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Lal
7th Jan 2008, 12:15 am
Hi fellas !

Im buying meself a new workstation, solely for uni work (3dmax, autocad, archicad).Now Ive heard some people about the new software versions which can use gaming cards with proper drivers, that handle the apps preety well, but I want to be 100% sure that im not giving away my 2000$ worth of gear and that it will run properly the above mentioned software...

Here are my specs:

intel q6600
4mgs ram
pny quadro fx 1700 512 mb

How bout geforce 8800GTX, it seems to be popular...so how would it stack up compared to a Quadro 1700?

I want to make sure me spending $500 more is worth it for a Quadro FX series?

am not sure about using vista business or xp

regards Lara

Lal
7th Jan 2008, 12:18 am
gts:shock:

Cad64
7th Jan 2008, 12:47 am
4mgs ram

I think you mean 4GB's Ram, right? :lol:


How bout geforce 8800GTX, it seems to be popular...so how would it stack up compared to a Quadro 1700?

I want to make sure me spending $500 more is worth it for a Quadro FX series?

I thought about the 8800GTX when I was having my machine built, but opted for the 8600GT instead. It costs a lot less than the GTX and still delivers great performance. I run Autocad, 3DS Max and Zbrush with ease.

Unless you are a hardcore gamer, the Quadro or the GTX isn't really going to do much for you. Put your money into the processor and RAM first, then whatever's left over can go to the video card.


am not sure about using vista business or xp

I would have liked to have gone for Vista 64 bit, but most of my programs won't run on it.

Lal
7th Jan 2008, 01:20 am
thx for the quick response !

I made a mistake writing...yes i meant 4 gbs of ram...and not GTX but 8800 gts vs quadro fx 1700

what do u mean quadro is for gamers ? a member from another respectable site had this to say about the quadro fx series :

The NVIDIA gamer series of graphics cards are targeted more towards the gaming trend, where the Quadro series are targeted toward the high end / graphics / CAD users.

Essentially what this means in english is the following: The gamer series of cards feature overclocking, rapid response memory optimization, and customizability. While these are all good, they are not targetting the high end CAD / Graphic Design / Video, etc. etc. users. I have noticed that on several of the current releases for the gamer video drivers, i have seen various stability issues with ArchiCAD (nothing major, but minor delays in redraws after zoom, or having to manually rebuild plotmaker files). These symptoms stem from the fact that the drivers of the gamer series are optimized for rapid, on the fly computations, which are run on the chipset, then cleared, and a new one is run, so on and so forth. These cards aren't specifically built for a steady run of computations that video editing, and CAD would require from them. In a nutshell, the Quadro is targeted at users that don't need all the high level processes that you'd need for the latest and greatest game. The Quadro series of drivers are meticulously optimized with a variety of high end computing applications in mind.

Cad64
7th Jan 2008, 01:45 am
:oops: My bad, when I saw you were talking about the GTX, I assumed the Quadro was the same type of card. I know the GTX is a $600 high end gamer card, so I figured the Quadro must be in the same boat. But now I see you really meant the GTS card, so that makes more sense.

I can't really compare the two because I don't really know much about the Quadro. All I can say is my GT works great, and I'm sure the GTS would also.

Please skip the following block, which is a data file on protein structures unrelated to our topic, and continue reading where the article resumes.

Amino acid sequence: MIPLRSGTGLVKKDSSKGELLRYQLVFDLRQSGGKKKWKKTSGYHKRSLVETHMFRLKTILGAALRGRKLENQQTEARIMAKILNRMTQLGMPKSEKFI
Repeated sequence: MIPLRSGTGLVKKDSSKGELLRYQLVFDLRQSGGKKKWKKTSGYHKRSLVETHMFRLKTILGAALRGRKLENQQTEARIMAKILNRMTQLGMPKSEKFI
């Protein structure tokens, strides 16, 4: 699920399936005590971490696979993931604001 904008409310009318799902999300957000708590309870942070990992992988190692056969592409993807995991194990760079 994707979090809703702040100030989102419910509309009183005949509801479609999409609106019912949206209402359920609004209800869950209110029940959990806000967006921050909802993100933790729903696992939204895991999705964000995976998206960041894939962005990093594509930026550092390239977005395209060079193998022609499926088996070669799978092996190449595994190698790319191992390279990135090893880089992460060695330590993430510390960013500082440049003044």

I guess it all just depends on what type of work you will be doing. As mentioned before, my GT handles everything I throw at it, including next-gen games, so I just can't justify spending $450 for a video card, when I can get a much cheaper one that does everything I want it to do and more.

Longchamp
7th Jan 2008, 02:06 pm
nvidia recently released the 8800GT video card. Its performance is about 20% less than the GTX but it costs something in the realm of a third as much. I picked mine up at Best Buy for $210 plus tax. I think either card is overkill for a graphics workstation, though. I could be wrong.


EDIT: Have you given any thought to which motherboard? The Gigabyte GA-P35-DS3L (or R?) is a solid board for about $90. Itll let you easily overclock the CPU from the stock 2.2ghz to 2.6ghz with its windows program and no additional cooling (assuming the case has a standard case fan). Intel's given us (the consumer) a gift with its core 2 architecture and it would be a waste not to take advantage of it. Plus it uses the new P35 chipset which will increase RAM efficiency by a lot.

f700es
7th Jan 2008, 02:29 pm
Yes, Quadros suck for gaming. I have a PCIe Quadro FX 3450 at work and while it does work for games (at lunch) it plays them no better than my $100 AGP GeForce 6600GT. In fact I get better frame rates with the 6600GT. Now Acad 2008 opens and flies with the Quadro. I can tell a difference.

Lal
14th Jan 2008, 08:30 pm
thank you 4 all for your reply's...i bought myself 512mb XFX alpha dog edition 8800gts gaming card and i'm more than satisfied for now...
Later on when i'll be better in rendering...i'll upgrade my pc with quadro card:)
tnx bye

JD Mather
14th Jan 2008, 08:41 pm
...The NVIDIA gamer series of graphics cards are targeted more towards the gaming trend, where the Quadro series are targeted toward the high end / graphics / CAD users.

I have seen Autodesk expert comment that moving to Vista the CAD specific graphics card is no longer required. He suggests putting money into processor and RAM.

See the response by Norbert here
http://discussion.autodesk.com/thread.jspa?messageID=5640205

Lal
14th Jan 2008, 11:32 pm
He suggests putting money into processor and RAM.


Tnx i took care of that:)